Computed Tomography

In evaluation of the heart, the primary role of conventional computed tomography (CT) has been to exclude other abnormalities, such as aortic dissection, that may secondarily affect cardiac function. Because of excellent anatomic resolution, CT is also useful in depicting paracardiac disease processes that involve the myocardium.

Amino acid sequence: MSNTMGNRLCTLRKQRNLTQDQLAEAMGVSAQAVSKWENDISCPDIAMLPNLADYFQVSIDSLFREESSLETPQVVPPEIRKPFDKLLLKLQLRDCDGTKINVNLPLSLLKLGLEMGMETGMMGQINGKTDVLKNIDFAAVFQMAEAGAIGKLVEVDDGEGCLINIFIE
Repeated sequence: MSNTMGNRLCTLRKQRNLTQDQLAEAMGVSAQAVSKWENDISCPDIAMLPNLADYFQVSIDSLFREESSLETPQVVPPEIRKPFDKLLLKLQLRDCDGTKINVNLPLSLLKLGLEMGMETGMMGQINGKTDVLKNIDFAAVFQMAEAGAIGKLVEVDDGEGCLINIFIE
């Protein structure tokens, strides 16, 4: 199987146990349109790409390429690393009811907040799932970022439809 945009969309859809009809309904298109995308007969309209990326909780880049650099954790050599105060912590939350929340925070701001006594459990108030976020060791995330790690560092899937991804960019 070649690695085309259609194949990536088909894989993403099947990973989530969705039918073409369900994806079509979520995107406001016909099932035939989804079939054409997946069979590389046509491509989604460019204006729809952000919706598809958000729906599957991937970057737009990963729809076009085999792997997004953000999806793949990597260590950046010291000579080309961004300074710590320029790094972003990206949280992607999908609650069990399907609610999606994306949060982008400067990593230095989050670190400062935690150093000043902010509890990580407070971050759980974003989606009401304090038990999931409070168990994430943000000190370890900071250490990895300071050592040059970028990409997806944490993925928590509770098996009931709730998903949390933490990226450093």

Advantages of CT examination of myocardial structures include good resolution of 0.1 to 0.5 mm 2 and rapid imaging times of 5 min or less for the chest. The low-density epicardial fat usually provides excellent contrast to the higher density of the cardiac structures. Calcifications, present at the site of ventricular aneurysms, of the coronary arteries or of atherosclerotic change, are easily depicted. With the advent of helical CT scanners, a full three-dimensional (3D) set of images is obtained, allowing multiplanar reconstruction and 3D viewing. Although conventional CT scanners provide only one image slice each 2 to 5 s, helical CT is increasingly available to emergency departments (EDs). Helical CT and spiral CT are synonyms for the same rapid mode of CT scanning, and are described in more detail below.

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